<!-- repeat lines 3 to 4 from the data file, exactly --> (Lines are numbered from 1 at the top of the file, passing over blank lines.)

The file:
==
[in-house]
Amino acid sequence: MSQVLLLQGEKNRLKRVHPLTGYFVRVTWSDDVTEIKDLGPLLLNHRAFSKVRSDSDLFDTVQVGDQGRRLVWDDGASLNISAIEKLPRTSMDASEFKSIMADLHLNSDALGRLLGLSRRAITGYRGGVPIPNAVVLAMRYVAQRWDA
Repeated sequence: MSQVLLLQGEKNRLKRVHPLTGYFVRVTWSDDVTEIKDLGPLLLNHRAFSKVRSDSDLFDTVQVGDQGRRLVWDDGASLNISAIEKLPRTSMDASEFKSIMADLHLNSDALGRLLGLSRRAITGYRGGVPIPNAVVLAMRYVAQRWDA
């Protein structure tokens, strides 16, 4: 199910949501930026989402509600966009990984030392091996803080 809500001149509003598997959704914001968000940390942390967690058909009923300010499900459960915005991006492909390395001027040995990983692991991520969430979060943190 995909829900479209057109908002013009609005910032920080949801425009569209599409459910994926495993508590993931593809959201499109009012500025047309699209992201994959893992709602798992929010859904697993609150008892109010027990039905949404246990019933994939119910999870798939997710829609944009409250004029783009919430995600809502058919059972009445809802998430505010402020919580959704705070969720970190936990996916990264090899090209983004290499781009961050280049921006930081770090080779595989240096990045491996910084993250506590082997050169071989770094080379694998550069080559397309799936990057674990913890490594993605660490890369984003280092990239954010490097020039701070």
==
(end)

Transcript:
Repeated sequence: MSQVLLLQGEKNRLKRVHPLTGYFVRVTWSDDVTEIKDLGPLLLNHRAFSKVRSDSDLFDTVQVGDQGRRLVWDDGASLNISAIEKLPRTSMDASEFKSIMADLHLNSDALGRLLGLSRRAITGYRGGVPIPNAVVLAMRYVAQRWDA
């Protein structure tokens, strides 16, 4: 199910949501930026989402509600966009990984030392091996803080 809500001149509003598997959704914001968000940390942390967690058909009923300010499900459960915005991006492909390395001027040995990983692991991520969430979060943190 995909829900479209057109908002013009609005910032920080949801425009569209599409459910994926495993508590993931593809959201499109009012500025047309699209992201994959893992709602798992929010859904697993609150008892109010027990039905949404246990019933994939119910999870798939997710829609944009409250004029783009919430995600809502058919059972009445809802998430505010402020919580959704705070969720970190936990996916990264090899090209983004290499781009961050280049921006930081770090080779595989240096990045491996910084993250506590082997050169071989770094080379694998550069080559397309799936990057674990913890490594993605660490890369984003280092990239954010490097020039701070």